Personal Art Blog

Sharing the lessons I teach at the Artist Guild and the personal discoveries in my art.

Sunday, October 18, 2015

Sunrise On The Firehold River - Yellowstone



Sunrise On The Firehole River
Yellowstone.
6x6in oil on canvas panel $130. SOLD

Artist Note

Steam rising up by the river
at sunrise was a jaw dropping
sight that has stayed with me.

I had to work out
how to do the steam
first because I had not
painted it other than
from one or two
 geysers before.
The palette knife was handy
for "mushing" to achieve
the softness.
Next it was just a matter of 
adding the colors of sunrise.

I am very happy with 
the way this one turned out.
especially the
colors in the steam

One of the highlights of my 
visit was 
seeing a room full of 
Thomas Moran paintings
Below are the notes 
from my sketchbook


 I noticed the
absence of GREEN in his work!
Here is a link to the collection.

37 comments:

  1. Beautifully painted. Your choice of warms and cools just sings. Wish I was there.

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    1. Thanks, Helen. I would love to go back.
      You must have enjoyed sitting in the park painting the fall leaves. It shines on through in your painting.

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  2. What fortuitous timing that you were there to see the sunrise and the mist. Indeed, your approach to painting the mist is very effective, and the colors in it add a magical element to the scene. I always feel like I've been given a gift when I see something like that firsthand. Lucky me to see it through your eyes.

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    1. We saw the sunrise every morning because we didn't want to miss a second of being in such a glorious and fascinating place.
      I treasure your beautiful comment, Carol. Thank you so much.

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  3. This and your excellent falls in the last two posts really bring back Yellowstone to me. The dark woods, and thick white foam really bring attention to the rush of water. How wonderful!

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    1. I am not surprised that you have been to Yellowstone, Mary. You appear to be a real nature lover. No one paints the fisherman and water as well you do.
      Thanks for the encouraging comment.
      It was good to see a post on your blog today. Love the sunflowers - they really glow.

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  4. Spectacular painting of a stunning scene. I love it.

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    1. Hi Christiane. Pleased to know you like it, thank you.
      You use the word stunning and I think that matches my response to the zebra you posted. WOW! The gold leaf background must make the strong stripes of colors really pop.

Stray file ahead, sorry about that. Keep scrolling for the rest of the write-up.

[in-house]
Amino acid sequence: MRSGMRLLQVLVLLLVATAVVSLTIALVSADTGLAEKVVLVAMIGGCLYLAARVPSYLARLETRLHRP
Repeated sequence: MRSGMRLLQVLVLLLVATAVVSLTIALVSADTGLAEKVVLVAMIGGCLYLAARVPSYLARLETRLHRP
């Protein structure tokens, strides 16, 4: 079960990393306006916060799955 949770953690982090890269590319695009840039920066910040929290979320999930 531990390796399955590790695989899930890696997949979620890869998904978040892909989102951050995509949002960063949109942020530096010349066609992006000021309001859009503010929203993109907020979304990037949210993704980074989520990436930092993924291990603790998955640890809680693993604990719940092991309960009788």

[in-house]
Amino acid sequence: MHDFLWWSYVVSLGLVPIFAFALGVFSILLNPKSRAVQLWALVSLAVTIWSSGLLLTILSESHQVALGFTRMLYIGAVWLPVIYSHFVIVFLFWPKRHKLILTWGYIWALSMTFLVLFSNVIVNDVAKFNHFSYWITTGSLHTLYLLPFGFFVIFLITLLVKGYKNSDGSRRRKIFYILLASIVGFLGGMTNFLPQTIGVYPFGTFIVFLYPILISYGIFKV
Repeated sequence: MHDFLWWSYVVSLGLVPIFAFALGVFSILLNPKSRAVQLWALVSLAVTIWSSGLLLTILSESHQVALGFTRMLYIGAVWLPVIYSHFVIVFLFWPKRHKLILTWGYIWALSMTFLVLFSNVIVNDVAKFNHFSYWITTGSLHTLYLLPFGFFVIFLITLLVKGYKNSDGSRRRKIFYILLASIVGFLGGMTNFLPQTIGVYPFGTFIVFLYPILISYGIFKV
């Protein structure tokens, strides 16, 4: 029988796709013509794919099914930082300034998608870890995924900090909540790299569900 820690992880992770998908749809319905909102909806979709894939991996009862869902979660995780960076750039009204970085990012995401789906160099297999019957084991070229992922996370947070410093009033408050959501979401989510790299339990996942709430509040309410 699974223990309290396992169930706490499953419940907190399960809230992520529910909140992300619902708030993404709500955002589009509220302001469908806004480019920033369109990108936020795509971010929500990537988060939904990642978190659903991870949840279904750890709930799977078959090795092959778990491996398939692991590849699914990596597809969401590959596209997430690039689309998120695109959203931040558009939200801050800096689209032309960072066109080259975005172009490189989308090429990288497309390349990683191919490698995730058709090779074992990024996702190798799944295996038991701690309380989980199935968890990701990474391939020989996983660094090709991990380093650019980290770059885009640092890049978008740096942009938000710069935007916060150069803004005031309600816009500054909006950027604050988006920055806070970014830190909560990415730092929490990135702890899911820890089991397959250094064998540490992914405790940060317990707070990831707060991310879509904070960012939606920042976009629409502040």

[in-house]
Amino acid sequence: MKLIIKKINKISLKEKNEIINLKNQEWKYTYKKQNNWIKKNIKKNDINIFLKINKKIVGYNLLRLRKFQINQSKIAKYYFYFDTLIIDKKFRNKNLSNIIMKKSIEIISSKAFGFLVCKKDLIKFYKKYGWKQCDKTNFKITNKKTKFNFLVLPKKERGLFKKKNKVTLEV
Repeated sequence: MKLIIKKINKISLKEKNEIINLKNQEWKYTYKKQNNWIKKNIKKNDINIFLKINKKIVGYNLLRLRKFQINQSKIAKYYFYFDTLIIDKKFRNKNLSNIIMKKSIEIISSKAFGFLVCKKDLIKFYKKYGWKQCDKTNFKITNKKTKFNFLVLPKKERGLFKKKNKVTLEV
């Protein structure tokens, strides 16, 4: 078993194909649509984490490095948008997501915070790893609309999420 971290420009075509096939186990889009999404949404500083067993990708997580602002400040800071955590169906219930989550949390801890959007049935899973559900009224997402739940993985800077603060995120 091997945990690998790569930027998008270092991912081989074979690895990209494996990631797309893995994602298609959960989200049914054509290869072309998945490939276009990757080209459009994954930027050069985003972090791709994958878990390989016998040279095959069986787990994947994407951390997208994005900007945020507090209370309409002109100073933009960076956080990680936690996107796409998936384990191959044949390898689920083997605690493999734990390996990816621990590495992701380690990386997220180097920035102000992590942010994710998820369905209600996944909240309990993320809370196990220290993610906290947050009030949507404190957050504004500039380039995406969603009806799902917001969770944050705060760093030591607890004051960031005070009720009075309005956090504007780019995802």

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  5. A STUNNER!
    Thanks for sharing about the artist, too!
    I will look him up.
    Have a good week, Julie = )

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    Replies
    1. Thanks Sue. Good as always to read your comment.
      Thomas Moran was born near where I was in England and became a famous 19th century American painter. He belonged to the Hudson River School. A Romantic period in landscape work. The palette of colors on your new painting would be admired by him very much. Me too!

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  6. Julie, I love all your waterfall paintings of late but I think this is my favourite so far! So much action and ambience, and you have "mushed" to great effect!
    Also, I was blown away by the Koi that you painted in alcohol inks half a dozen posts back. So vibrant and eye popping! I hope you will further explore that medium. As always, a visit to your blog is super inspiring!

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    1. The water theme has been a good one to get my palette knife going. Glad you liked the a ink painting of the Koi. I worked again with the alcohol inks this weekend. The trick is finding out how to make them fit in with my type of vision and not so much in the total abstract which they are well suited for.
      I really enjoyed seeing the lovely portrait of your daughter. I especially liked how you surrounded her with flowers.

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  7. You did a beautiful job, especially creating depth within the steam. I enjoyed the link, I missed it of course when we visited. It is one of my favorite places in the world. I remember seeing this river but unfortunately not at sunrise. I might need to go back!

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    1. The steam was what was amazing at that early hour. The cool colors in the shadows next to the warm light... be still my heart!.
      As a watercolorist you would have found the sketches interesting because they obviously were done for working on oil paintings. He established light and dark patterns on the buff paper. It is how he filled the empty spots in when he did a finished oil painting which amazes me I have seen two oils from the sketches I saw and his memory must have remembered an amazing amount. He did stay true to the light source in his sketches.
      Thanks for the lovely complement, Celia.

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  8. What a great painting! The light and steam are perfect! I can hear birds chirping and the sound of the water running!

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    1. Hi Kaethe - Nice complement coming from some as great with value and color as you. I was pleased with the way the steam turned out.
      Who can not be awed at Yellowstone? The grand prismatic still is so clear in my mind.
      Looking forward to your next painting.